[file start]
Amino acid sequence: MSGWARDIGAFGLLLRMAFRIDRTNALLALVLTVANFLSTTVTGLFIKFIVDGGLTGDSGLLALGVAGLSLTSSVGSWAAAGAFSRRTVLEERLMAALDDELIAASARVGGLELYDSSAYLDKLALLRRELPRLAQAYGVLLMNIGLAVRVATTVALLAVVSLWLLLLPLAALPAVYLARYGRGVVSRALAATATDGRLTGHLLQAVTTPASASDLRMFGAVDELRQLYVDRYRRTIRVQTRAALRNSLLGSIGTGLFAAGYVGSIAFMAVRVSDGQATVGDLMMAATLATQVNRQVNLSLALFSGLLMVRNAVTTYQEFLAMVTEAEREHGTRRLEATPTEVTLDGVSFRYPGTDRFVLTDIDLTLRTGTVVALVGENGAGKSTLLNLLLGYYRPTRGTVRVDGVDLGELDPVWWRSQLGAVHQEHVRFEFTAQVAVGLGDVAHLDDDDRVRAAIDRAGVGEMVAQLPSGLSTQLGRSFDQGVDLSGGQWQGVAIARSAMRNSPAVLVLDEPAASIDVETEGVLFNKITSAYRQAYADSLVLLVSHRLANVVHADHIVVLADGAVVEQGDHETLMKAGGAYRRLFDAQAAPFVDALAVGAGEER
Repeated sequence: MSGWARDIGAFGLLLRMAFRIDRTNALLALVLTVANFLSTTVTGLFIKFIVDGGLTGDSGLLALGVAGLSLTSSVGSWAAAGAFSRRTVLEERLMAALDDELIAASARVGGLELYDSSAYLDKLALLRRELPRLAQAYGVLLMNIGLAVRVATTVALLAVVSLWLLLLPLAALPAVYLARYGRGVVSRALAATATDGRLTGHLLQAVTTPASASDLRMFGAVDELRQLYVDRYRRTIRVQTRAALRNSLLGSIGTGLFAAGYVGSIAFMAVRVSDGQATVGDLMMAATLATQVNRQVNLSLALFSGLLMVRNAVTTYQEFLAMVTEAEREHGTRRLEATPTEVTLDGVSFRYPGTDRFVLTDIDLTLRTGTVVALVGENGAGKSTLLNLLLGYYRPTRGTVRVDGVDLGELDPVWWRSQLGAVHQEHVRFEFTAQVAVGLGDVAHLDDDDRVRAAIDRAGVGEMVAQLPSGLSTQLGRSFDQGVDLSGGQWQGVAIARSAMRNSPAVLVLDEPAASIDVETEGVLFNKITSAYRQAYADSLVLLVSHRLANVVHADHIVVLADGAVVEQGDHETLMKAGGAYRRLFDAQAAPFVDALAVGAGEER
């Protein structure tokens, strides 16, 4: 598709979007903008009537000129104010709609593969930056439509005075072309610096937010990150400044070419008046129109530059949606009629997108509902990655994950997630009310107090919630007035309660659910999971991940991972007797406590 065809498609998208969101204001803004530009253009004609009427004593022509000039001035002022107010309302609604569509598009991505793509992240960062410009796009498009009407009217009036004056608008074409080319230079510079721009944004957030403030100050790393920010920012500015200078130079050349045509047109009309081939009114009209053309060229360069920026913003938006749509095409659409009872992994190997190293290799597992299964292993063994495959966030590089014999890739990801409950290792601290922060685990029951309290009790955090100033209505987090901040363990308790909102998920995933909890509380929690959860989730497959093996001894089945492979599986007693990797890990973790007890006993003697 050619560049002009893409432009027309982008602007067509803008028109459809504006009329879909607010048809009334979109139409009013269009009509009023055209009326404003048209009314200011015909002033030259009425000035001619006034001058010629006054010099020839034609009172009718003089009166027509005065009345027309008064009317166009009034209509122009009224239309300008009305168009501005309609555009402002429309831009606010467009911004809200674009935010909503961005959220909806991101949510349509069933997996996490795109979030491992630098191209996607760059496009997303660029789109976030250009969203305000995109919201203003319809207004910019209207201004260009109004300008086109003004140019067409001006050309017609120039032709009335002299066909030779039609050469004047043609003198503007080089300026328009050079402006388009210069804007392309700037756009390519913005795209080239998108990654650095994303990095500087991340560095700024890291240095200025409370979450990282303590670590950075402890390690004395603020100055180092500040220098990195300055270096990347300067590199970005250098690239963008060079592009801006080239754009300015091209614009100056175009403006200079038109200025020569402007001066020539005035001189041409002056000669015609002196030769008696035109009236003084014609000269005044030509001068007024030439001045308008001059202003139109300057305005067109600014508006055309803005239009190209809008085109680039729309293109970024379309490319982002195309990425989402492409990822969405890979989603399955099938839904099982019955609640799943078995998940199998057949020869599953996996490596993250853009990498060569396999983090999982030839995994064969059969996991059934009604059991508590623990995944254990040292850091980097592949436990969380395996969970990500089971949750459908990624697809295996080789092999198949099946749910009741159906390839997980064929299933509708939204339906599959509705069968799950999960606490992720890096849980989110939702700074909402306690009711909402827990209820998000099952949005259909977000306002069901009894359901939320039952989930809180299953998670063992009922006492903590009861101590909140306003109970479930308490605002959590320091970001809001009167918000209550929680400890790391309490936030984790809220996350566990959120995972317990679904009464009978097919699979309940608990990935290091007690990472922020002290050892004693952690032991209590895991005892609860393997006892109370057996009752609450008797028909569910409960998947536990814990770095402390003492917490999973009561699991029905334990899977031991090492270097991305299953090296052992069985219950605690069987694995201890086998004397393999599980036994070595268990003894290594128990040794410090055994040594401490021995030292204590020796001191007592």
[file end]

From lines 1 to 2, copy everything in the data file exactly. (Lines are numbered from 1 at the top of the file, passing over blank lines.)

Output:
Amino acid sequence: MSGWARDIGAFGLLLRMAFRIDRTNALLALVLTVANFLSTTVTGLFIKFIVDGGLTGDSGLLALGVAGLSLTSSVGSWAAAGAFSRRTVLEERLMAALDDELIAASARVGGLELYDSSAYLDKLALLRRELPRLAQAYGVLLMNIGLAVRVATTVALLAVVSLWLLLLPLAALPAVYLARYGRGVVSRALAATATDGRLTGHLLQAVTTPASASDLRMFGAVDELRQLYVDRYRRTIRVQTRAALRNSLLGSIGTGLFAAGYVGSIAFMAVRVSDGQATVGDLMMAATLATQVNRQVNLSLALFSGLLMVRNAVTTYQEFLAMVTEAEREHGTRRLEATPTEVTLDGVSFRYPGTDRFVLTDIDLTLRTGTVVALVGENGAGKSTLLNLLLGYYRPTRGTVRVDGVDLGELDPVWWRSQLGAVHQEHVRFEFTAQVAVGLGDVAHLDDDDRVRAAIDRAGVGEMVAQLPSGLSTQLGRSFDQGVDLSGGQWQGVAIARSAMRNSPAVLVLDEPAASIDVETEGVLFNKITSAYRQAYADSLVLLVSHRLANVVHADHIVVLADGAVVEQGDHETLMKAGGAYRRLFDAQAAPFVDALAVGAGEER
Repeated sequence: MSGWARDIGAFGLLLRMAFRIDRTNALLALVLTVANFLSTTVTGLFIKFIVDGGLTGDSGLLALGVAGLSLTSSVGSWAAAGAFSRRTVLEERLMAALDDELIAASARVGGLELYDSSAYLDKLALLRRELPRLAQAYGVLLMNIGLAVRVATTVALLAVVSLWLLLLPLAALPAVYLARYGRGVVSRALAATATDGRLTGHLLQAVTTPASASDLRMFGAVDELRQLYVDRYRRTIRVQTRAALRNSLLGSIGTGLFAAGYVGSIAFMAVRVSDGQATVGDLMMAATLATQVNRQVNLSLALFSGLLMVRNAVTTYQEFLAMVTEAEREHGTRRLEATPTEVTLDGVSFRYPGTDRFVLTDIDLTLRTGTVVALVGENGAGKSTLLNLLLGYYRPTRGTVRVDGVDLGELDPVWWRSQLGAVHQEHVRFEFTAQVAVGLGDVAHLDDDDRVRAAIDRAGVGEMVAQLPSGLSTQLGRSFDQGVDLSGGQWQGVAIARSAMRNSPAVLVLDEPAASIDVETEGVLFNKITSAYRQAYADSLVLLVSHRLANVVHADHIVVLADGAVVEQGDHETLMKAGGAYRRLFDAQAAPFVDALAVGAGEER